Prioritization is one of the major concepts of agile practices and an essential topic for PMI-ACP certification exam preparation towards achieving an agile certification. Prioritization in literary terms means the decision of arranging things in order of their importance. Prioritization in agile is the act of deciding in what order the agile team will work on the requirements in a project. Understanding prioritization is essential for all projects, but it becomes specifically critical in agile as an agile project is time-boxed with a fixed set of resources which requires prioritization in order to accommodate the time and budget constraints. Further prioritization process helps the agile team to consider the bare minimum features necessary to create customer value. In order to process agile prioritization, it is essential to understand the factors that a product owner needs to consider before determining the priorities.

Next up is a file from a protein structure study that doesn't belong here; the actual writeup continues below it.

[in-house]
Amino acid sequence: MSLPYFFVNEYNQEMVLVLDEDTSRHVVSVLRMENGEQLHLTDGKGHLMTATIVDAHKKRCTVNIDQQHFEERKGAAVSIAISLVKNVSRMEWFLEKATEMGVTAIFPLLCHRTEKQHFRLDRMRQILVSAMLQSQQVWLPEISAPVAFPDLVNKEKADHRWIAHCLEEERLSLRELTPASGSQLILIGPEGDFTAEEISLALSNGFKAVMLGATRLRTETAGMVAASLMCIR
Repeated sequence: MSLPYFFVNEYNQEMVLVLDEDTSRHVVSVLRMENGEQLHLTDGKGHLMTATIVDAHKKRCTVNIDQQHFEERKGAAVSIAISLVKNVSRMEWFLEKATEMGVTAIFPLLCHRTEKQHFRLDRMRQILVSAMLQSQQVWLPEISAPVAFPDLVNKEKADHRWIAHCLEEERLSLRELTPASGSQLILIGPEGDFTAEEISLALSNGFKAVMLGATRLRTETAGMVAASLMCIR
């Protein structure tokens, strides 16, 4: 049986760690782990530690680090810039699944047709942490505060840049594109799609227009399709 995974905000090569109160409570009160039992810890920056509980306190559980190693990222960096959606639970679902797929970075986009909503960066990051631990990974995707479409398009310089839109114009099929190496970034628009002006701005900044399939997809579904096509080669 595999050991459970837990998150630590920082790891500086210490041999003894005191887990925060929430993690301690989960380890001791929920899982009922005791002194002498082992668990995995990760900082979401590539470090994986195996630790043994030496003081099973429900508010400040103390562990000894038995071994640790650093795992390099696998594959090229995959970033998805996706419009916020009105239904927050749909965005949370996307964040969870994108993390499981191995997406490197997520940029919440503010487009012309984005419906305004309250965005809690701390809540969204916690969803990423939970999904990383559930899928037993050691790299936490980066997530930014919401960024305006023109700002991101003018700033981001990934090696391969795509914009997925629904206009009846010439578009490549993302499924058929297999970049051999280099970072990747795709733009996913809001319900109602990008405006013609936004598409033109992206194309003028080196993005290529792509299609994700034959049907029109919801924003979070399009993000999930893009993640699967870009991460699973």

Read more: What is Agile: Understanding Agile Methodologies and Principles

Here is the list of popular prioritization techniques:

  • MoSCoW prioritization 
  • Kano model 
  • Relative weighting method
  • Opportunity Scoring
  • Stack Ranking
  • Priority Poker
  • Cost of Delay
  • 100 Dollar Test

Below are a few of the most important factors.

Agile Prioritization Factors

  • The financial value of the requirements is a major factor to be considered in prioritizing requirements. The value could be expressed as new revenue, incremental revenue, or as operational efficiency.
  • The cost of developing the requirements is another essential factor to be considered by the product owner. Value and cost together indicate the RoI for the requirements.
  • The next factor to be considered in prioritization is the amount and significance of knowledge and capabilities that the team will gain while working on the requirements.
  • Understanding the level of risks involved in introducing the new features is essential in the process of prioritization.

  • MoSCoW prioritization – popularized by the DSDM methodology.
  • Kano model – introduced by Prof. Noriaki Kano